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Chapter 3

FIGURING OUT WHERE over the border, however, was going to be tricky.

  Runner’s World magazine assigned me to trek into the Barrancas in search of the Tarahumara. Butbefore I could start looking for the ghosts, I’d need to find a ghost hunter. Salvador Holguín, I wastold, was the only man for the job.

  By day, Salvador is a thirty-three-year-old municipal administrator in Guachochi, a frontier townon the edge of the Copper Canyons. By night, he’s a barroom mariachi singer, and he looks it; withhis beer gut and black-eyed, rose-in-the-teeth good looks, he’s the exact image of a guy who splitshis life between desk chairs and bar stools. Salvador’s brother, however, is the Indiana Jones of theMexican school system; every year, he loads a burro with pencils and workbooks and bushwhacksinto the Barrancas to resupply the canyon-bottom schools. Because Salvador is game for just aboutanything, he has occasionally blown off work to accompany his brother on these expeditions.

  “Hombre, no problem,” he told me once I’d tracked him down. “We can go see Arnulfo Quimare.

  …”

  If he’d stopped right there, I’d have been ecstatic. While searching for a guide, I’d learned thatArnulfo Quimare was the greatest living Tarahumara runner, and he came from a clan of cousins,brothers, in-laws, and nephews who were nearly as good. The prospect of heading right to thehidden huts of the Quimare dynasty was better than I could have hoped for. The only problem was,Salvador was still talking.

  “… I’m pretty sure I know the way” he continued. “I’ve never actually been there. “Pues, lo quesea.” Well, whatever. “We’ll find it. Eventually.”

  Ordinarily, that would sound a little ominous, but compared with everyone else I’d talked with,Salvador was wildly optimistic. Since fleeing into no-man’s-land four hundred years ago, theTarahumara have spent their time perfecting the art of invisibility. Many Tarahumara still live incliffside caves reachable only by long climbing poles; once inside, they pull up the poles andvanish into the rock. Others live in huts so ingeniously camouflaged, the great Norwegian explorerCarl Lumholtz was once startled to discover he’d trekked right past an entire Tarahumara villagewithout detecting a hint of homes or humans.

  Lumholtz was a true backwoods badass who’d spent years living among headhunters in Borneobefore heading into Tarahumara Land in the late 1890s. But you can sense even his fortitudegrinding thin after he’d dragged himself through deserts and up death-defying cliffs, only to arriveat last in the heart of Tarahumara country to find…No one.

  “To look at these mountains is a soul-inspiring sensation; but to travel over them is exhaustive tomuscle and patience,” Lumholtz wrote in Unknown Mexico: A Record of Five Years’ ExplorationAmong the Tribes of the Western Sierra Madre. “Nobody except those who have travelled in theMexican mountains can understand and appreciate the difficulties and anxieties attending such ajourney.”

  And that’s assuming you make it as far as the mountains in the first place. “On first encounter, theregion of the Tarahumara appears inaccessible,” the French playwright Antonin Artaud grumbledafter he sweated and inched his way into the Copper Canyons in search of shamanic wisdom in the1930s. “At best, there are a few poorly marked trails that every twenty yards seem to disappearunder the ground.” When Artaud and his guides finally did discover a path, they had to gulp hardbefore taking it: subscribing to the principle that the best trick for throwing off pursuers was totravel places where only a lunatic would follow, the Tarahumara snake their trails over suicidallysteep terrain.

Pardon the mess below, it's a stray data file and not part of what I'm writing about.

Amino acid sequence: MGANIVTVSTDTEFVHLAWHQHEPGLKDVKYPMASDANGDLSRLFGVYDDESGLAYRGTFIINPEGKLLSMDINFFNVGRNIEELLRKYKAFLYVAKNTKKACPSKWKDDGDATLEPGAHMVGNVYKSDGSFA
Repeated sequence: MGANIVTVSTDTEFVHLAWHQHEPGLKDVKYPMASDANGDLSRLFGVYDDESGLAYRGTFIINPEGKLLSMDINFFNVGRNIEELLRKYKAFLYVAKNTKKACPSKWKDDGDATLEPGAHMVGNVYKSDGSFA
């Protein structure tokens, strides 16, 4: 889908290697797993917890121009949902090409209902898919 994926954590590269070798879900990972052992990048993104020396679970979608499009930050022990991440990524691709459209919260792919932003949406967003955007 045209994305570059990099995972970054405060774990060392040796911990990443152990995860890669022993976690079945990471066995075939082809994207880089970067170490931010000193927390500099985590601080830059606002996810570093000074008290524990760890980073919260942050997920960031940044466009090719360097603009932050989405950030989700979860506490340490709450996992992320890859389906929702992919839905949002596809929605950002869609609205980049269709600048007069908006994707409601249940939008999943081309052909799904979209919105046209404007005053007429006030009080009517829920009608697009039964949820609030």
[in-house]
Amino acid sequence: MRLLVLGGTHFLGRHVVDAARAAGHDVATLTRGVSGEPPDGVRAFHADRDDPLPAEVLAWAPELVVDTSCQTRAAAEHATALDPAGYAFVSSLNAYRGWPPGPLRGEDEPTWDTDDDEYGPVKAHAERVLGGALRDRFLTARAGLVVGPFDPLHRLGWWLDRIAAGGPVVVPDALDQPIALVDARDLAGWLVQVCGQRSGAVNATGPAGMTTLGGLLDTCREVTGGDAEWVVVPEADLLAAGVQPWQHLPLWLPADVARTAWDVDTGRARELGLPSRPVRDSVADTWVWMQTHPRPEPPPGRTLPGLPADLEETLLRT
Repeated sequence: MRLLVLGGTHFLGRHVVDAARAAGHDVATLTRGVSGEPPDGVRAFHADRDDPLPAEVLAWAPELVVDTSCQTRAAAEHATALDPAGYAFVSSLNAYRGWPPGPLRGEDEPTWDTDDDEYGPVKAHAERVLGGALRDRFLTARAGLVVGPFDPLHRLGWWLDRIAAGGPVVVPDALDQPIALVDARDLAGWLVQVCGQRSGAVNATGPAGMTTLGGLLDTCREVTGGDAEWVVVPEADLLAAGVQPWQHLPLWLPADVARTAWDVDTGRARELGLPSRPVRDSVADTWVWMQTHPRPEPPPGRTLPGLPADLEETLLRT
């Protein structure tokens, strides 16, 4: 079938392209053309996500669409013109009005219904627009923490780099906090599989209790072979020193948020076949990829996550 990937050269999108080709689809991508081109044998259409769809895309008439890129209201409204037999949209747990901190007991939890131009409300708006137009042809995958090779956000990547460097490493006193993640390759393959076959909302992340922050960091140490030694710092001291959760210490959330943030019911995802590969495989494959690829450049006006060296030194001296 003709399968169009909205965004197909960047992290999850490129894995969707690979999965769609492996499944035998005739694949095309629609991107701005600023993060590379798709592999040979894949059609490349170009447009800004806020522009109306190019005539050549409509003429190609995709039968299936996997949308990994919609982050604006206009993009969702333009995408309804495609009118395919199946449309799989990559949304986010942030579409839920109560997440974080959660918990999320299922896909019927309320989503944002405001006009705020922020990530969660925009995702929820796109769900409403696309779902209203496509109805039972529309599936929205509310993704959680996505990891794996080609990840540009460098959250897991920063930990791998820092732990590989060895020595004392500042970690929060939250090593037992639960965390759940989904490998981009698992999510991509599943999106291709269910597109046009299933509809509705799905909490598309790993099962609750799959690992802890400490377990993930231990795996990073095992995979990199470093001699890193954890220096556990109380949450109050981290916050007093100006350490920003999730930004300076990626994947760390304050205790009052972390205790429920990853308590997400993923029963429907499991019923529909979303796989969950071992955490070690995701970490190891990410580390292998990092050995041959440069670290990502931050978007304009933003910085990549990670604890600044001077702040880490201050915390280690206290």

“A false step,” an adventurer named Frederick Schwatka jotted in his notebook during a CopperCanyon expedition in 1888, “would send the climber two hundred to three hundred feet to thebottom of the canyon, perhaps a mangled corpse.”

  Schwatka was no prissy Parisian poet, either; he was a U.S. Army lieutenant who’d survived thefrontier wars and later lived among the Sioux as an amateur anthropologist, so the man knew frommangled corpses. He’d also traveled the baddest of badlands in his time, including a hellacioustwo-year expedition to the Arctic Circle. But when he got to the Copper Canyons, he had torecalibrate his scoring table. Scanning the ocean of wilderness around him, Schwatka felt a quickpulse of admiration—“The heart of the Andes or the crests of the Himalayas contain no moresublime scenery than the wild, unknown fastnesses of the Sierra Madres of Mexico”—before beingjerked back to morbid bewilderment: “How they can rear children on these cliffs without a loss ofone hundred percent annually is to me one of the most mysterious things connected with thesestrange people.”

  Even today, when the Internet has shrunk the world into a global village and Google satellites letyou spy on a stranger’s backyard on the other side of the country, the traditional Tarahumararemain as ghostly as they were four hundred years ago. In the mid-1990s, an expeditionary groupwas pushing into the deep Barrancas when they were suddenly rattled by the feeling of invisibleeyes:

  “Our small party had been hiking for hours through Mexico’s Barranca del Cobre—the CopperCanyon—without seeing a trace of any other human being,” wrote one member of the expedition.

  “Now, in the heart of a canyon even deeper than the Grand Canyon, we heard the echoes ofTarahumara drums. Their simple beats were faint at first, but soon gathered strength. Echoing offstony ridges, it was impossible to tell their number or location. We looked to our guide fordirection. ‘.Quién sabe?’ she said. ‘Who knows? The Tarahumara can’t be seen unless they wantto be.’”

  The moon was still high when we set off in Salvador’s trusty four-wheel-drive pickup. By the timethe sun came up, we’d left pavement far behind and were jouncing along a dirt track that was morelike a creek bed than a road, grinding along in low, low gear as we pitched and rolled like a trampsteamer on stormy seas.

  I tried keeping track of our location with a compass and map, but I sometimes couldn’t tell ifSalvador was making a deliberate turn or taking evasive action around a fallen boulder. Soon, itdidn’t matter—wherever we were, it wasn’t part of the known world; we were still snaking along anarrow gash through the trees, but the map showed nothing but untouched forest.

  “Mucha mota por aquí,” Salvador said, swirling a finger at the hills around us. Lots of marijuanaaround here.

  Because the Barrancas are impossible to police, they’ve become a base for two rival drug cartels,Los Zetas and the New Bloods. Both manned by ex-Army Special Forces and wereabsolutelyruthless;theZetaswerenotoriousfo(were) r plunging uncooperative cops into burning barrelsof diesel fuel and feeding captured rivals to the gang’s mascot—a Bengal tiger. After the victimsstopped screaming, their scorched and tiger-gnawed heads were carefully harvested as marketingtools; the cartels liked to mark their territory by, in one case, impaling the heads of two policeofficers outside a government building with a sign in Spanish reading LEARN SOME RESPECT.